GEORG LUKACS, GELEBTES DENKEN. EINE AUTOBIOGRAPHIE IM DIALOG, (ed) Istvan Eorsi, Frankfurt, 1981.
IN 1971, in virtually the last months of his life, the 86-year-old Lukacs drafted the outlines of an autobiographical sketch. Rapidly deteriorating health which prevented him from working with the required energy on the revision of his last theoretical effort, the Ontology of Social Being, also made it impossible for him to develop the sketch into a full-length autobiography. The editor tells us that the scrupulous scholar Lukacs no longer had the strength to consult archives or libraries for material to confirm his memory. Following the advice of his students he recorded in May 1971 a series of conversations in which aspects of the sketch were amplified. Istvan Eorsi who has edited the volume, reports the extraordinary act of will and strength Lukacs summoned in order to complete the inteviews. Since all aspects could not be covered, Eorsi has collated earlier interviews he conducted with Lukacs in order to provide chronological cohernce and readability. This is of course philologically a problematical procedure which moreover strengthens the already large editorial presence and imposes an interpretative filter onto the sketch An editorial preface, the edited conversations and the sketch constitute the volume.
The 40-page sketch with its telegram-style compression oscillates between discursive clarity, crypticness, opaqueness, and reading it one turns to the conversational amplificatians, editorial interpretations and returns to the sketch, fascinated by the scope and complexity of the material provided. It is the same fascination that emanates from Lukacs' books—a fascination that persists in the reader in spite of numerous and necessary differences of opinion.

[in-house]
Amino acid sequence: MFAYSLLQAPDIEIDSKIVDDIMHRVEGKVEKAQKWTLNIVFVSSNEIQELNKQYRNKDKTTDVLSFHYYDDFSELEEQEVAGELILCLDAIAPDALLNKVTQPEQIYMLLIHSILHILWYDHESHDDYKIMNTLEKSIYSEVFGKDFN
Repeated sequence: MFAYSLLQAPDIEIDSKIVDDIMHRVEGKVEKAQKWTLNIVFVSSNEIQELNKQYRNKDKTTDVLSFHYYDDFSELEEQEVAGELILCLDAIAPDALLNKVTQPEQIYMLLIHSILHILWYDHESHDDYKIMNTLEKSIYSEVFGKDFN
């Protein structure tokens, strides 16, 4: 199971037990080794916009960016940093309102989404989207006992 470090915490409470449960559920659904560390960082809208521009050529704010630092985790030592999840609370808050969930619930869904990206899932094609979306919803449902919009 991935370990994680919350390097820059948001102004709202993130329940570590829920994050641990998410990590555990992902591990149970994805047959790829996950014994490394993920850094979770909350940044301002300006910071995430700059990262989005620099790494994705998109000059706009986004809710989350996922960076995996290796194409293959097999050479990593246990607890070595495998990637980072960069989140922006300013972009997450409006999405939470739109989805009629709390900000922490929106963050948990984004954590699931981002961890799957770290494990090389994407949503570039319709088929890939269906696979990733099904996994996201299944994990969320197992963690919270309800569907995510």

Excerpts from the sketch were included earlier in an attractive pictorial biography (Budapest 1980, Stuttgart 1981), and there are indications that more material lying in the Lukacs Archive in Budapest will be published soon In particular a projected volume of letters will tell us more about some aspects of his life, specially the great life-crises after his friend Irma Seidler committed suicide in 1911. The sketch and conversations contain forthright opinions on his contemporaries, and one of the coherent sections is a tribute to the role his wife Gertrud Bortstieber-Lukacs pijyed in his life, notably in the decision to join the Hungarian Communist Party.
The title "Gelebtes Denken'9 does not quite 'clkk' in English.